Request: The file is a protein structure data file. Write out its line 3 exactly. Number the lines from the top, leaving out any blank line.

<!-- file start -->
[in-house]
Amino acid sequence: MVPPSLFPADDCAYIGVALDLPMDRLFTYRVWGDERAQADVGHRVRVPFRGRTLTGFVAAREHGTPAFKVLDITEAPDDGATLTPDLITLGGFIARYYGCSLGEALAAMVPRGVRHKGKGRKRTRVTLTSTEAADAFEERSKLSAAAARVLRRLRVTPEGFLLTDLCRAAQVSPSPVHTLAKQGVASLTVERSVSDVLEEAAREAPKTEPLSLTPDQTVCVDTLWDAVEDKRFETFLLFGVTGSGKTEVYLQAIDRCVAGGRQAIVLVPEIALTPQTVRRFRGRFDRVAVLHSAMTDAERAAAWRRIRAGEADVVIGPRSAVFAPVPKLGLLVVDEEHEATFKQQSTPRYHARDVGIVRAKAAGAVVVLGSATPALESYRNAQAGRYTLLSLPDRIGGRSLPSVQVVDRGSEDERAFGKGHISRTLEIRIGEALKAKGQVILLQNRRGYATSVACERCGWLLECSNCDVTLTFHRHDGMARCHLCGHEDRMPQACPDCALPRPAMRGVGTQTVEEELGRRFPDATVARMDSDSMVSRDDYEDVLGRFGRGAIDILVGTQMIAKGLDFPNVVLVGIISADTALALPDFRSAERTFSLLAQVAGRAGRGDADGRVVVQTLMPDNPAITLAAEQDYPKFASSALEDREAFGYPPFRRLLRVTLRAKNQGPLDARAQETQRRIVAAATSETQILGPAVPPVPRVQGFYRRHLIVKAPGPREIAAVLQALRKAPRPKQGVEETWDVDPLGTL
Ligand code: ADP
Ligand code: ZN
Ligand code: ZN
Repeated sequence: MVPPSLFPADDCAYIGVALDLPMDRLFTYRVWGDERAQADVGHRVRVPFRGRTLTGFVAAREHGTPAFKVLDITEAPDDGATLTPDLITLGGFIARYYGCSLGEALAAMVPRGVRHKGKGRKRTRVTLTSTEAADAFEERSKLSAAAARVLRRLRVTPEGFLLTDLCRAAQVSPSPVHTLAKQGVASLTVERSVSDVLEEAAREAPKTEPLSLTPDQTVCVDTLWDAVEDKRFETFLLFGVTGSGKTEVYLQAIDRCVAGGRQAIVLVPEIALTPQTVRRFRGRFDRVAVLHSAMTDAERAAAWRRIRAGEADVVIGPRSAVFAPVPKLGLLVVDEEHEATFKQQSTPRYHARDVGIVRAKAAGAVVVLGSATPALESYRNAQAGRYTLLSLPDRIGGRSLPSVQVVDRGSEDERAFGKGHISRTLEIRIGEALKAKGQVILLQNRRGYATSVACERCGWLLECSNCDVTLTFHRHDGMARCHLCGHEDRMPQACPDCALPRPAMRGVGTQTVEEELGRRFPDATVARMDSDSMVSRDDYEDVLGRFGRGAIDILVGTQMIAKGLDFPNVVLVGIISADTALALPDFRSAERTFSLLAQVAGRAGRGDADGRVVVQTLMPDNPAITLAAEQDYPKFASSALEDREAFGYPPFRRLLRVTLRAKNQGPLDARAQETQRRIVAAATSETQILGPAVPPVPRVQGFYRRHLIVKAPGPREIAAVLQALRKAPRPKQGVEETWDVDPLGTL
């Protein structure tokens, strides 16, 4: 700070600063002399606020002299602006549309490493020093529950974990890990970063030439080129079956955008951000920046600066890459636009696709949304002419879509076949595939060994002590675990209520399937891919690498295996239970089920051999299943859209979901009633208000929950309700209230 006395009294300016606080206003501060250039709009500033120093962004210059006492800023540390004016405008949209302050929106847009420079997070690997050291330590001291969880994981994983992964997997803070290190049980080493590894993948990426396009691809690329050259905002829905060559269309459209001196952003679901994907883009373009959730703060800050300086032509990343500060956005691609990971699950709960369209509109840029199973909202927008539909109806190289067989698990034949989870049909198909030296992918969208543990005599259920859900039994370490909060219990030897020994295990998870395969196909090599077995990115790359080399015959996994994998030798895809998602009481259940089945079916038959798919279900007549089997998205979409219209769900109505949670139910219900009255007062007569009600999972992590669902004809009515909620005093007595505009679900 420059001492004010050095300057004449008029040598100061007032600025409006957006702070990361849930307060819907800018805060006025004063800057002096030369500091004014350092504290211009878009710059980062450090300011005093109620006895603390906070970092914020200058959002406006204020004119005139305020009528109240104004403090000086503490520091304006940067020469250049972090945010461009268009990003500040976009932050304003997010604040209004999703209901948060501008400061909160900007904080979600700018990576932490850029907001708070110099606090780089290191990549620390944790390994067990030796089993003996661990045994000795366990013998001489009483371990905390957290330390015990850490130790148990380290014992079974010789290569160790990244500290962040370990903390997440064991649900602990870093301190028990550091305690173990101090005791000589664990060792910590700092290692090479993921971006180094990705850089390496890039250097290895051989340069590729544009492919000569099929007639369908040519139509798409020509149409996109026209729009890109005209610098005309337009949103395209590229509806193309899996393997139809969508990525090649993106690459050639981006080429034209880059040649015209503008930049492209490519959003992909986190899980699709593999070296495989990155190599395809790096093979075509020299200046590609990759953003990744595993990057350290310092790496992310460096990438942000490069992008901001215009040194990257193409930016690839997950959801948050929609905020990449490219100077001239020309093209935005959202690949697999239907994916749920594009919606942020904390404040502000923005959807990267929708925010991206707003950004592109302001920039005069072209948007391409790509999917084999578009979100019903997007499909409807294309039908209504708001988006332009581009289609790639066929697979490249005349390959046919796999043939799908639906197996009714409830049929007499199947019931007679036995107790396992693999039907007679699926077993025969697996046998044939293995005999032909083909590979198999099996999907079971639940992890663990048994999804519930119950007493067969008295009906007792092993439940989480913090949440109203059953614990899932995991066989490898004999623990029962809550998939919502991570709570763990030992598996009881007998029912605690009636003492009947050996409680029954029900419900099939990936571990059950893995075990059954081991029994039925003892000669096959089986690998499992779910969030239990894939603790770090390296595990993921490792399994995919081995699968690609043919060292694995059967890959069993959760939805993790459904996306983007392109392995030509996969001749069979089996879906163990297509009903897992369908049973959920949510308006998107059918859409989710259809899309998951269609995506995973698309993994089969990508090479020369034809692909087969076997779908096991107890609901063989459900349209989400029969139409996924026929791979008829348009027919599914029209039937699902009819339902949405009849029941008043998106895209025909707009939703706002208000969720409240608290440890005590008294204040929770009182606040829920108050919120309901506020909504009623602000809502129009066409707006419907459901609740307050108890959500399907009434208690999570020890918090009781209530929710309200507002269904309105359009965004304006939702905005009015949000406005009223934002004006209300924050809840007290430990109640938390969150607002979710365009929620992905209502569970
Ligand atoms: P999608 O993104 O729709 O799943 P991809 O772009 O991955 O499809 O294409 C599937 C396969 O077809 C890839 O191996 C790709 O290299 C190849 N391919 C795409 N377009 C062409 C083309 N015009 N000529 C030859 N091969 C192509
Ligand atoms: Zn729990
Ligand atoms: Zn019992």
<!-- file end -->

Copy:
Ligand code: ADP